|Publication number||US7167083 B2|
|Application number||US 10/260,810|
|Publication date||Jan 23, 2007|
|Filing date||Sep 30, 2002|
|Priority date||Sep 30, 2002|
|Also published as||US20040061604|
|Publication number||10260810, 260810, US 7167083 B2, US 7167083B2, US-B2-7167083, US7167083 B2, US7167083B2|
|Inventors||James Ryan Giles|
|Original Assignee||International Business Machines Corporation|
|Export Citation||BiBTeX, EndNote, RefMan|
|Patent Citations (22), Referenced by (29), Classifications (13), Legal Events (5)|
|External Links: USPTO, USPTO Assignment, Espacenet|
The present invention relates to remote state indication of an apparatus. It more particularly relates to remote devices coupled with systems to obtain state conditions of system features such that these state conditions can be later indicated by the remote devices even when they are no longer able to communicate with the systems.
Many vehicles have remote keyless entry systems which allow vehicle drivers and/or passengers to lock and unlock doors and/or open trunks or doors and/or arm and disarm security systems. For most such systems, the vehicle provides visual and/or audible indications when the state of the vehicle has changed, such as a horn chirp or headlamp flash when the doors are locked. Unfortunately, due to repetition of the process and distraction, vehicle drivers and/or passengers often forget whether or not they have left the vehicle in a desired state, even with the indication that is given by the vehicle. For example, an individual leaving a vehicle in a busy and crowded parking lot might desire the vehicle to be locked with the security system armed, but because of distraction the state condition later cannot be remembered, thereby causing anxiety and/or the need to return to the vehicle to check the state. To confirm the state condition, it is usually necessary to visually inspect the vehicle or to use the remote keyless entry system to issue the command for the desired state so that the vehicle responds with its standard indicators (such as horn chirp or headlamp flashing). The results of this sequence of events possibly include unnecessary anxiety for the vehicle driver and/or passengers, a waste of time and energy, and/or a substantial financial loss if a vehicle is unknowingly left unlocked.
A similar problem exists for many other devices. For example, it is often desirable to confirm the state of door locks for homes or businesses because of the substantial financial loss that may occur if they are unknowingly left unlocked. Additionally, state conditions of appliances, such as irons or stoves, may be desired from a remote location since significant property damage could result if such appliances are left on unattended.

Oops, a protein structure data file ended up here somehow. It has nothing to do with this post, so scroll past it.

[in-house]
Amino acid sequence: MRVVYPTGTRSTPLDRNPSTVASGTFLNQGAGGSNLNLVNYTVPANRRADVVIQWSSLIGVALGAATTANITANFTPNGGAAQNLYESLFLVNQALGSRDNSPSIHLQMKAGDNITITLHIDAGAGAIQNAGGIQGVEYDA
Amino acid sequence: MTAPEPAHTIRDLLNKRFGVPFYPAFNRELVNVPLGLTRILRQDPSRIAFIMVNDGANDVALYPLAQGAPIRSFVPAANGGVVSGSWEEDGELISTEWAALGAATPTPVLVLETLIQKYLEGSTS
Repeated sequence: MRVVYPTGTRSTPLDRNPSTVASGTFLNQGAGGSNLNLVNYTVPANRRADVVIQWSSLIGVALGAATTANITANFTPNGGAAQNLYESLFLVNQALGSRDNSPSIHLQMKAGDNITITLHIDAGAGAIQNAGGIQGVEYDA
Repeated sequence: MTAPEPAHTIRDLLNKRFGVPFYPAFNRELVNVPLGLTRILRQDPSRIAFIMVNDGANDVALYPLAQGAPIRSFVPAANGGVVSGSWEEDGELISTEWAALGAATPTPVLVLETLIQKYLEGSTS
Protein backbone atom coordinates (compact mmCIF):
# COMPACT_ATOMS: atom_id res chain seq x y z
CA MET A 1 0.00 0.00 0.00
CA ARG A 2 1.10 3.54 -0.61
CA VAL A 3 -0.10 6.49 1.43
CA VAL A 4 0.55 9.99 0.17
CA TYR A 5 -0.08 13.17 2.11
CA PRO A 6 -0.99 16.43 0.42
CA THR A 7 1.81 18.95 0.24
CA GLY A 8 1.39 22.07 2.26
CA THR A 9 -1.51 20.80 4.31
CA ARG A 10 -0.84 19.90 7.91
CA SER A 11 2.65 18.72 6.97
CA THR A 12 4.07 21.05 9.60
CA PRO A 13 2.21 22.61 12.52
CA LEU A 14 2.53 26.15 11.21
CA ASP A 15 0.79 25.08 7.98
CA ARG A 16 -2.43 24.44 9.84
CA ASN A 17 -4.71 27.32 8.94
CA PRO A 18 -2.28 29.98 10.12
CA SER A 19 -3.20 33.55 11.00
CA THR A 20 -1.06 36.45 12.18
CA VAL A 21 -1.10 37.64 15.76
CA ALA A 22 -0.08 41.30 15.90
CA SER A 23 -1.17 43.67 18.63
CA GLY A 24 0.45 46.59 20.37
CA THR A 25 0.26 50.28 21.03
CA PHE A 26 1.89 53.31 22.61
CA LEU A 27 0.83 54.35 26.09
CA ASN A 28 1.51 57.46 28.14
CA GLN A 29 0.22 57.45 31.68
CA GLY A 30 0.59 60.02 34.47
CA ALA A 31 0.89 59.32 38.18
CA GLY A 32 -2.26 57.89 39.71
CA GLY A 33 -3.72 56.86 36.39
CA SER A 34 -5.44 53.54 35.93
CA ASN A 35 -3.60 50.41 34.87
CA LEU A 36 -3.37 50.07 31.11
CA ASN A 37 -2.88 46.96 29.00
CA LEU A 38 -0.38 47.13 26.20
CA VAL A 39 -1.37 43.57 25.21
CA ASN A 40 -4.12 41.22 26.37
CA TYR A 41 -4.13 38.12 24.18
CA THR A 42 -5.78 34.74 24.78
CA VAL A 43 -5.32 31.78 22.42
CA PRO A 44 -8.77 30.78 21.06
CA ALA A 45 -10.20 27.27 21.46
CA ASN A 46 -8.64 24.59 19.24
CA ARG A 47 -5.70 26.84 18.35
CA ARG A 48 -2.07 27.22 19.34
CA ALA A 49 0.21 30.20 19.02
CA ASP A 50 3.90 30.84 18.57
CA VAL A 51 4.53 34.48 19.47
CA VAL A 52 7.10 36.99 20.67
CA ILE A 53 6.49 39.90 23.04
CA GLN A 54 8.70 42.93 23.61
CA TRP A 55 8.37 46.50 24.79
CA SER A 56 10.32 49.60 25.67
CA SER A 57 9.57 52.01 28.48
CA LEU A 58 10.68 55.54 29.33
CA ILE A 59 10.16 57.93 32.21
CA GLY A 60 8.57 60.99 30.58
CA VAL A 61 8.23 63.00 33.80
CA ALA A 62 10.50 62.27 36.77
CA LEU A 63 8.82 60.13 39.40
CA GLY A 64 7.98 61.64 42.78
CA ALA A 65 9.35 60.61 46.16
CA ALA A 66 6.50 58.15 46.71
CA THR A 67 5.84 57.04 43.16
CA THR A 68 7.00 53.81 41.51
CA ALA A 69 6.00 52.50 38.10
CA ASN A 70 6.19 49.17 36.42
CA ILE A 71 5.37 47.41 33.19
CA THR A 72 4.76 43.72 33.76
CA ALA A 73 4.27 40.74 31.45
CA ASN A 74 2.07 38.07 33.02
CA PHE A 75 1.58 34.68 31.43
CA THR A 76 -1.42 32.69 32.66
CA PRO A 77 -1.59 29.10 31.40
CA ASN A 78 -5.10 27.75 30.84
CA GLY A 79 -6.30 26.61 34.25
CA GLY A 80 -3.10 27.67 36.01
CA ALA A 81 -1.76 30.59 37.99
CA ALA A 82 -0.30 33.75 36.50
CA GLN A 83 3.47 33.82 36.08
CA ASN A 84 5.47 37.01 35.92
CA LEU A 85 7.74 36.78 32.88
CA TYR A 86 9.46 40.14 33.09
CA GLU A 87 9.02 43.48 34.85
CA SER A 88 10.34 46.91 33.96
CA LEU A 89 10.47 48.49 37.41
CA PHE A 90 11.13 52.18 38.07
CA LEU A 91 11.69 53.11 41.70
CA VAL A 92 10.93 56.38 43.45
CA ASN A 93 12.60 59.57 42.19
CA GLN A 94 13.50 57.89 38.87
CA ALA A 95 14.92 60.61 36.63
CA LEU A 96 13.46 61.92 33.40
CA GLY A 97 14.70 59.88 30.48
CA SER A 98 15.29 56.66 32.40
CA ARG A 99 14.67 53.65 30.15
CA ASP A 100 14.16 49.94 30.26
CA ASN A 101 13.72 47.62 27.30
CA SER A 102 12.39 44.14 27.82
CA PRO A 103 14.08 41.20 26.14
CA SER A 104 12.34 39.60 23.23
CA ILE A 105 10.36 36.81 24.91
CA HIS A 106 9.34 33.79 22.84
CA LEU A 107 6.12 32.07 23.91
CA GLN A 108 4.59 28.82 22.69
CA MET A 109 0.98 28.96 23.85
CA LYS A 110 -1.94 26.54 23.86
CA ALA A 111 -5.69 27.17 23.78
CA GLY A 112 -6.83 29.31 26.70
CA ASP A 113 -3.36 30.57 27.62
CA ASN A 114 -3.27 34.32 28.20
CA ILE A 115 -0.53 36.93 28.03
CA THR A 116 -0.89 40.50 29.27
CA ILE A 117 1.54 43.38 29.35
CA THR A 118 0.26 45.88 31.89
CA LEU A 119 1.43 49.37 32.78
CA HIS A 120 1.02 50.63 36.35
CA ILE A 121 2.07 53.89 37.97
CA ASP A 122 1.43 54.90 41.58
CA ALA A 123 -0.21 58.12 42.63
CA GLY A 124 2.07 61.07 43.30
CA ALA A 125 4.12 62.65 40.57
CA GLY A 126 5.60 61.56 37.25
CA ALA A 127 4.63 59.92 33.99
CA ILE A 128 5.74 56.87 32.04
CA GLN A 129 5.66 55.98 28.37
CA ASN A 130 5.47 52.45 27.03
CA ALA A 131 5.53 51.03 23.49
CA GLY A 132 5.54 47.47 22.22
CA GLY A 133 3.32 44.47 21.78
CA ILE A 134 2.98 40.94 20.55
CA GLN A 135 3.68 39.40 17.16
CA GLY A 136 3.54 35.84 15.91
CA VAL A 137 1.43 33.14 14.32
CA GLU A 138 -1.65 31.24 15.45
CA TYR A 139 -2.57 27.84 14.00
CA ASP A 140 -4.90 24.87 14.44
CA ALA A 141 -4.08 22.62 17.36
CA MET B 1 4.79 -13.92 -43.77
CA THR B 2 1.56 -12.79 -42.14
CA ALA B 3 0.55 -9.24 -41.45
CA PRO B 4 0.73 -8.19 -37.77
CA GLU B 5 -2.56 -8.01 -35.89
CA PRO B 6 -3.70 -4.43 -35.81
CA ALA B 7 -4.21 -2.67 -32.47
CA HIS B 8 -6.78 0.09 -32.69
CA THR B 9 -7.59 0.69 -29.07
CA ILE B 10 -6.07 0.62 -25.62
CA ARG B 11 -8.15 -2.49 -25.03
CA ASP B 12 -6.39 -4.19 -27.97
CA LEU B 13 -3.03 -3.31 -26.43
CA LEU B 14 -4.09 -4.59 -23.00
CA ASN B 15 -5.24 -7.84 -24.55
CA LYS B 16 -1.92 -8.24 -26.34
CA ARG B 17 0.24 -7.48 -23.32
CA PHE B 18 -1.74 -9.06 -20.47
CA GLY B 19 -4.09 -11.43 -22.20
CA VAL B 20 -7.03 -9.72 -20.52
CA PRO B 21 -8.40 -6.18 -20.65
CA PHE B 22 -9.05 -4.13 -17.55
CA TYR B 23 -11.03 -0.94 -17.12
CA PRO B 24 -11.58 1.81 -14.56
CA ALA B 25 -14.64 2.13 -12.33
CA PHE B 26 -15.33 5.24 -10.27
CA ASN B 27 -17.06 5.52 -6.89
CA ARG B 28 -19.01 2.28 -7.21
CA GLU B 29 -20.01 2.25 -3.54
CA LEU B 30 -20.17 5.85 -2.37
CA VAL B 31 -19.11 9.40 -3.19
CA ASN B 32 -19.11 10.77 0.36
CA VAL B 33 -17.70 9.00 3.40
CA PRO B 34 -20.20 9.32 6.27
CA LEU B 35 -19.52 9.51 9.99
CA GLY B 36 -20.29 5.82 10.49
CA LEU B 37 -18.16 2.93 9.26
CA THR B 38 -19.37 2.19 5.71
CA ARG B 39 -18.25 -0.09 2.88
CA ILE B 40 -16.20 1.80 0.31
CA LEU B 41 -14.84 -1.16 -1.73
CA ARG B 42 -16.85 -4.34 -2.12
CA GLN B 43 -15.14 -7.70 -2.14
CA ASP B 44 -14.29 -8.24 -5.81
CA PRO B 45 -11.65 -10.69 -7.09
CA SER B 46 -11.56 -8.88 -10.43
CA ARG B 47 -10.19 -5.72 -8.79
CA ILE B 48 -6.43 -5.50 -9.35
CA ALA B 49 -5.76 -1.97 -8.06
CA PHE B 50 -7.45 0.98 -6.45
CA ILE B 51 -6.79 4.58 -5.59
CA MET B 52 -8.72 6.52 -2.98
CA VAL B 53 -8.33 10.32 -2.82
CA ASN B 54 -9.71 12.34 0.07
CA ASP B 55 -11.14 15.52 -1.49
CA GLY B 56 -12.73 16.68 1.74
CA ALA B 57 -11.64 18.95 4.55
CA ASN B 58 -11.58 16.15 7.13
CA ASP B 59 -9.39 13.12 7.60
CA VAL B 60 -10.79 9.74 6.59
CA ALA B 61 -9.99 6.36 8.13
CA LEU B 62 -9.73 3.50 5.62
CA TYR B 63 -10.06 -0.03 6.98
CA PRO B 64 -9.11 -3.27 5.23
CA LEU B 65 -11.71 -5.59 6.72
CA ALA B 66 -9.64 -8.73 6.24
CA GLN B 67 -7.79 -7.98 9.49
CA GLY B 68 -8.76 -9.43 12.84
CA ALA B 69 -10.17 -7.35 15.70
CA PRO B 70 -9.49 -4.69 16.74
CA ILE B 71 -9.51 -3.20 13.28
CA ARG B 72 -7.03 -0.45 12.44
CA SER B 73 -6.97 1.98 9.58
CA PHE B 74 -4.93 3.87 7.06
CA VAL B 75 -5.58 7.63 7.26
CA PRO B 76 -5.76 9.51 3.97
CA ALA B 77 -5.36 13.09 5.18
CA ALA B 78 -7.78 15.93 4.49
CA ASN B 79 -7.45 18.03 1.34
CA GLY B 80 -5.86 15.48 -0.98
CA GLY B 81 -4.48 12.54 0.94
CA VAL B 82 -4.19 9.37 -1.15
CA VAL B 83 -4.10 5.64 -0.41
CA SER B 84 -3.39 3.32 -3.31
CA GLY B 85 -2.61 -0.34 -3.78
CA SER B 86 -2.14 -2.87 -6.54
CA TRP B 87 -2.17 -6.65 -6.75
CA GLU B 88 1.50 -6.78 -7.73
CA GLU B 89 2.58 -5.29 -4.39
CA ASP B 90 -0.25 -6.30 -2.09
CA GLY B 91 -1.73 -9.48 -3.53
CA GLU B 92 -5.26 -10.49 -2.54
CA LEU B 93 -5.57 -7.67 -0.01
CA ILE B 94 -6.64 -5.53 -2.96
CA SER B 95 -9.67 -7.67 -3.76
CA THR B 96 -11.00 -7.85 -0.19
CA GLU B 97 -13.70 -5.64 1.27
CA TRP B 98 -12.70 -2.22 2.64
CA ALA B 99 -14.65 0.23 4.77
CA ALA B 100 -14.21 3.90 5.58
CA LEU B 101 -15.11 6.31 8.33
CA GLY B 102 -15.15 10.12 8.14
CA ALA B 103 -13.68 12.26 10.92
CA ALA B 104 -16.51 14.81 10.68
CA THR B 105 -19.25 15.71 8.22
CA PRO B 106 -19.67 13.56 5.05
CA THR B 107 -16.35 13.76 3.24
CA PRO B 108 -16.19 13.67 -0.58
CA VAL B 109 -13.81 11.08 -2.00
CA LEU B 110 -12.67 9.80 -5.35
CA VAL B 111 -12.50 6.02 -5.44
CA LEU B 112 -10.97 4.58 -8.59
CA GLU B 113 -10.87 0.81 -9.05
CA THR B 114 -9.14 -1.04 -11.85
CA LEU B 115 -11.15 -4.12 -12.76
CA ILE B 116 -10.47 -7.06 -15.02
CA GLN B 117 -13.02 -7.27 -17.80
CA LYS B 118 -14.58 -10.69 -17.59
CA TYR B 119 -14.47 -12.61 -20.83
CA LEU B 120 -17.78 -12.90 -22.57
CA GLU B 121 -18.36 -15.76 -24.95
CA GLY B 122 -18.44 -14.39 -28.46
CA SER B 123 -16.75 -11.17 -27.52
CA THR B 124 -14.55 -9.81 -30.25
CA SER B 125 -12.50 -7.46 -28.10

Anecdotally, it is believed that the various phenomena described above are widespread. However, to date, there appears to have been no recognition that this is a technical problem that may have a technical solution. While many apparatus have mechanisms to indicate state change when such occurs (such as a horn chirp when vehicle doors are locked), nothing has apparently been done to record state conditions in a remote device so that the state can be confirmed without being near the apparatus.
There is now broadly contemplated, in accordance with at least one preferred embodiment of the present invention, a system and method in which the last known state condition of an apparatus, such as a vehicle door lock, can be indicated with a remote device such as a wireless remote control.
In another aspect, the invention provides a last-known state condition indication for a given apparatus by way of a remote device, regardless of proximity to the apparatus and even if the remote device cannot communicate with the apparatus at the time of indication. The apparatus communicates state conditions to the remote device when it is “in-range,” and the remote device can display the recorded state conditions whether it is “in-range” or “out of range”. (When the apparatus can communicate information to the remote device, the remote device is said to be in-range. A remote device is said to be out of range if the apparatus cannot communicate information to the remote device.)
In accordance with at least one additional aspect of the present invention, feedback is provided to a remote device indicating that an issued command has been received by an apparatus and that the command has indeed led to the desired result.
In accordance with an advantageous refinement of the present invention, when a vehicle is locked with a remote keyless entry system, a wireless remote control for the system may record in memory that the doors had been locked. For example, if the wireless remote control is used to lock the doors, a transmitter in the vehicle could broadcast a signal to receivers of all of the wireless remote controls for the remote keyless entry system when the door is locked, with any such in-range remote controls recording and indicating the state condition. The state indicator on the remote control could then indicate the state condition stored in the memory when the state condition is requested, in this case showing if the last know state condition of the vehicle door lock was “locked” or “unlocked”.
Various aspects, features, and advantages of the present invention will become apparent upon further consideration of the following detailed description of the invention when read in conjunction with the drawing figures, in which: